Local woman develops magnetic pouch in hopes of making traffic stops safer

- A local woman developed a magnetic pouch to hold your license and other documents in sight in hopes of making police and the community safer during traffic stops. Some police departments are giving them away. 

Whether or not people want to talk about it or acknowledge it, division between police and some communities exists.

“In 2016, when we started having all of the issues with people being stopped by the cops and a few people who were killed as a result of it  just bothered me.”

Her hope was that we could get past the immediate and emotional response of digging in and assigning blame and find a way to work together to try to come up with some sort of solution.

“What is it that makes police officers nervous during traffic stops? Reaching and that’s why we just simply named the product 'Not Reaching.'”

'Not Reaching' was developed by a Coatesville court worker now living in DC.  She wanted to take on the huge issue of community police relations and after speaking to both she found that hands on the steering wheel during traffic stops made everyone more comfortable as Coatesville Officer Sgt Rodger Ollis explained.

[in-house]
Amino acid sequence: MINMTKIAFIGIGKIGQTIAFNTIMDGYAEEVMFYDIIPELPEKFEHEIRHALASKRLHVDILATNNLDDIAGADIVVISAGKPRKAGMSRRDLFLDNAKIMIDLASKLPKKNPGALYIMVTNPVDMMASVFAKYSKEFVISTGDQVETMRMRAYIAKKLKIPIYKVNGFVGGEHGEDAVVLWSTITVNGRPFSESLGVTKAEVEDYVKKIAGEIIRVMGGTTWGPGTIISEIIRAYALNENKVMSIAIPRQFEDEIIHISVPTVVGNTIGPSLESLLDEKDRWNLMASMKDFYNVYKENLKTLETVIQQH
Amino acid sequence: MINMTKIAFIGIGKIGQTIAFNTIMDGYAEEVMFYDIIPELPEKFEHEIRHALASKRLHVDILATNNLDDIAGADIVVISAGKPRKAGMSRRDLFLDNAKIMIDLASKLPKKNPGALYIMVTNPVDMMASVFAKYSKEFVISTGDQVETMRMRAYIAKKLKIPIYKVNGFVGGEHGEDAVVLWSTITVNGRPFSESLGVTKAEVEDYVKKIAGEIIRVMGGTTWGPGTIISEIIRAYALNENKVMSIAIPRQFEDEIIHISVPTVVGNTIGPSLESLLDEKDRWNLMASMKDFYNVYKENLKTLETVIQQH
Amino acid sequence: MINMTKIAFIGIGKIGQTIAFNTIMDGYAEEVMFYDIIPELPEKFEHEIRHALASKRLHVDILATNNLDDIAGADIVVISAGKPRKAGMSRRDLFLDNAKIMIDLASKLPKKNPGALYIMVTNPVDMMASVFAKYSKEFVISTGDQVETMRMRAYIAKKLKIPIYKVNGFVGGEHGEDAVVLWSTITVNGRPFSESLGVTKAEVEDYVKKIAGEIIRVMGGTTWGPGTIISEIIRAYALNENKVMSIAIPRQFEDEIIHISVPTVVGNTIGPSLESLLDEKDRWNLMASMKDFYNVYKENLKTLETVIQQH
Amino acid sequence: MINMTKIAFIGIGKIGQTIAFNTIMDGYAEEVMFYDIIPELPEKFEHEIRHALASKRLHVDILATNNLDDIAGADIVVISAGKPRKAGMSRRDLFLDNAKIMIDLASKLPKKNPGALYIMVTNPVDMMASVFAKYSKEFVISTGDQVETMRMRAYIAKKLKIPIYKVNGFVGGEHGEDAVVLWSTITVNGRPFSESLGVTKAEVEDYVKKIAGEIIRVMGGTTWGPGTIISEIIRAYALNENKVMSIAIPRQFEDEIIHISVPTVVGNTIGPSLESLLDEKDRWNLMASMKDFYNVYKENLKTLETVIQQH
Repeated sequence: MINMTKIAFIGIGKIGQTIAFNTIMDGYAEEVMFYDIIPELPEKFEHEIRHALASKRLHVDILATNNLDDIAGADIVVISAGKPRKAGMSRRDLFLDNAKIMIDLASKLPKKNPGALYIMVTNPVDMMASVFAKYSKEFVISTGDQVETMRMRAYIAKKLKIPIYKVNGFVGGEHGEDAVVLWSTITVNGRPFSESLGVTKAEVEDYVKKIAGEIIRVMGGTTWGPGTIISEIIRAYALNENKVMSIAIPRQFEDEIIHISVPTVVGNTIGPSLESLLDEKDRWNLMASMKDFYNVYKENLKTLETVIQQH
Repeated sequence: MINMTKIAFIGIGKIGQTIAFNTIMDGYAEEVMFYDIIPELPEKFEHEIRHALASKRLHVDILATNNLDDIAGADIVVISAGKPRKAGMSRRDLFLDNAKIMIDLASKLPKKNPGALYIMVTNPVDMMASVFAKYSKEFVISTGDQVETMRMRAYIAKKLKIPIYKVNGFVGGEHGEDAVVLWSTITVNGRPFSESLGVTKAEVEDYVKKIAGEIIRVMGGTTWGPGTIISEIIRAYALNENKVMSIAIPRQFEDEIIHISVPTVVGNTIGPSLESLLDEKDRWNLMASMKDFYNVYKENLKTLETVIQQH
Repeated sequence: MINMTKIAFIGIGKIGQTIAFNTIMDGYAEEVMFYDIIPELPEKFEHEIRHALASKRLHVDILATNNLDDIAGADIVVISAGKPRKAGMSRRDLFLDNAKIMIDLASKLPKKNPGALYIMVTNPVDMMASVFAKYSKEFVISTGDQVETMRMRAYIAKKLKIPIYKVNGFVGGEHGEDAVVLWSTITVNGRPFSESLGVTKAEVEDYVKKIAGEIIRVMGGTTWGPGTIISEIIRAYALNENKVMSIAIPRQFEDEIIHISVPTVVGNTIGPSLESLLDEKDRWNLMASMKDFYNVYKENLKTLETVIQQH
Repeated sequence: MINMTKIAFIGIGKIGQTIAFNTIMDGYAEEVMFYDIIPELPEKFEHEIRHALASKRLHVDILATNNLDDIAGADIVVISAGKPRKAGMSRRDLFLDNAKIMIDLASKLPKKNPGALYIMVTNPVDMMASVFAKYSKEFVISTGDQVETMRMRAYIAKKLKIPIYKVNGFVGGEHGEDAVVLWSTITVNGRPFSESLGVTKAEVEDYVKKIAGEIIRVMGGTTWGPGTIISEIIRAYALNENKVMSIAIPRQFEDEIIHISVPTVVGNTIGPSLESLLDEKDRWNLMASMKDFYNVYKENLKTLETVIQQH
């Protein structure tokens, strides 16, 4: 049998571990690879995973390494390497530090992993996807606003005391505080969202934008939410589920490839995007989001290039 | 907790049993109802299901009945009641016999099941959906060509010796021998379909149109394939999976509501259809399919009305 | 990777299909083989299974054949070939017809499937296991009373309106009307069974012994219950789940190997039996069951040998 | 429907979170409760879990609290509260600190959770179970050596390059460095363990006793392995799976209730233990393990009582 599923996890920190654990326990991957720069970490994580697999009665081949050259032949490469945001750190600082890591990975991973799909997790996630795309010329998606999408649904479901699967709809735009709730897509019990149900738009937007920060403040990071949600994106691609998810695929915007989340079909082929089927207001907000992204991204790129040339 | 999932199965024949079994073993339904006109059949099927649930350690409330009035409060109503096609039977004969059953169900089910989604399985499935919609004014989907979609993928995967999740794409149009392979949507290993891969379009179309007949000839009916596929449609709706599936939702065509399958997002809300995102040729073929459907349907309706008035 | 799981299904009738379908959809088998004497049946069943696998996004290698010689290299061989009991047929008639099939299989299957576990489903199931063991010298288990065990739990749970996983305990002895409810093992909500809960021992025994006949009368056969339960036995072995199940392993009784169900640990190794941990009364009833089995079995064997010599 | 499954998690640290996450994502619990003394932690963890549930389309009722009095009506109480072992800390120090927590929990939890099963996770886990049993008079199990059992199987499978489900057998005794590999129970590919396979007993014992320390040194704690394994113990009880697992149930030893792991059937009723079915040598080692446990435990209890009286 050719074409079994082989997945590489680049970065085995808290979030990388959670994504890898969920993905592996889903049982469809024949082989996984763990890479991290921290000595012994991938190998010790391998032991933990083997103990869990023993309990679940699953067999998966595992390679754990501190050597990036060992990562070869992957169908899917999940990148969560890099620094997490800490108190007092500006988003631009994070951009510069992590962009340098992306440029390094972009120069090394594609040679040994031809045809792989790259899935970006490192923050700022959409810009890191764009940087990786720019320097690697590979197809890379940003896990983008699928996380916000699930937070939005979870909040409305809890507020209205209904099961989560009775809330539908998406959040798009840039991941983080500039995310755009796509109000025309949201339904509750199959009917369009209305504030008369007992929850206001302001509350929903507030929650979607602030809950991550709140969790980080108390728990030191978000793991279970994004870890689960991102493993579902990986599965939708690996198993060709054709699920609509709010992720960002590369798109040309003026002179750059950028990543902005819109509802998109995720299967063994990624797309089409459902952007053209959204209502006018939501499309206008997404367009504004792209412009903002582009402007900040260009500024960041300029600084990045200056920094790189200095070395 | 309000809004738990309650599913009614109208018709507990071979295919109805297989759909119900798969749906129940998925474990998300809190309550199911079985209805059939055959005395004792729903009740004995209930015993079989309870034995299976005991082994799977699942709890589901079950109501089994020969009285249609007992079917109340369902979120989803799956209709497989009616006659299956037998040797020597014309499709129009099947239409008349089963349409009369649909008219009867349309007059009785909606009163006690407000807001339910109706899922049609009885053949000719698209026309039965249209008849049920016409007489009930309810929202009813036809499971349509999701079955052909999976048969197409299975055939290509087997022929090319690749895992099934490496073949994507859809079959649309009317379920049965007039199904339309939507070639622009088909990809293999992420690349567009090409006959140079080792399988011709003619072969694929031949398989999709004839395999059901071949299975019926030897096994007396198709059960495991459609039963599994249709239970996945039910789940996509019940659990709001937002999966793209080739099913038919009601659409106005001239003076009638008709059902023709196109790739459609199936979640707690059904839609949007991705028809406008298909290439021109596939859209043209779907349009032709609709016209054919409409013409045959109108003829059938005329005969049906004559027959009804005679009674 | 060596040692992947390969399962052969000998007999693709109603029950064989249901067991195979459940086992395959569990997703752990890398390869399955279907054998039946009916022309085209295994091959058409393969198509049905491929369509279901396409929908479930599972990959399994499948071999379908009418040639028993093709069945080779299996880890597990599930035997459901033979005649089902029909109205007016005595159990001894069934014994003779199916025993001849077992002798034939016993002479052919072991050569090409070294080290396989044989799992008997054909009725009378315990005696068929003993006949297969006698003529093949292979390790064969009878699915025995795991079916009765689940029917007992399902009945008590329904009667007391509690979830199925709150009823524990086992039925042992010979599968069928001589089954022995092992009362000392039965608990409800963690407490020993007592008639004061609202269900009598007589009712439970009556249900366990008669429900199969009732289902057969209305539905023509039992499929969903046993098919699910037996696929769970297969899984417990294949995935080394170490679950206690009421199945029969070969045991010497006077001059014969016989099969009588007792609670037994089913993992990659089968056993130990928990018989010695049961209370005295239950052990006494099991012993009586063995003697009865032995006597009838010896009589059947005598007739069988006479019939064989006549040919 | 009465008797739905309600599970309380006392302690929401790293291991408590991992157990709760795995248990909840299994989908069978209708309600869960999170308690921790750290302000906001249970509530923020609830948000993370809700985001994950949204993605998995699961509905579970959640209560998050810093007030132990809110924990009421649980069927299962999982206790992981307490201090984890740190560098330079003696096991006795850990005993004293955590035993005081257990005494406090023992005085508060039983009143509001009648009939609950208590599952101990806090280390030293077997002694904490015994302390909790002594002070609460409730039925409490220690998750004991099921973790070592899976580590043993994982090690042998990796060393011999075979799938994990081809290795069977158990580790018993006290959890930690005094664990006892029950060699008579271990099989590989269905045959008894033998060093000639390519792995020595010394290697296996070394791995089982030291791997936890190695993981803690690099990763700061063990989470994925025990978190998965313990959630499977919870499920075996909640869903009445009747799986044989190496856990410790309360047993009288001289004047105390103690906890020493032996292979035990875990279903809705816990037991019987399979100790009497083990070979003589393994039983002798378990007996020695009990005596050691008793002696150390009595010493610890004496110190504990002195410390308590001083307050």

“She sent a sample and I looked at it and spoke to other officers and we felt it would be a good idea to make our community members aware that we have this product available free of charge.”

Jackie’s role was creating the product and giving it to police stations but the police had to acknowledge it was an issue and be willing to distribute them. Something that Sgt. Ollis said Coatesville and several others across the region are now trying.

“I just see it as a great opportunity to keep hands where we can see them and it’s a product developed by a Coatesville resident who cares and wants the best for our community and our officers.”

Unfortunately, as open as Jackie and the police have been to the concept a look at social media showed many picking sides and questioning whether there should even be a need for this product. But a youth worker, Troy Carter, said picking sides is really missing the point.

“Anything that’s gonna save a life or keep a life from being put in jeopardy on either side is a great thing.”

The issue, the division isn’t solved by a product but it has brought people to the table to further discuss it and may save some lives in the process for goodness sake.

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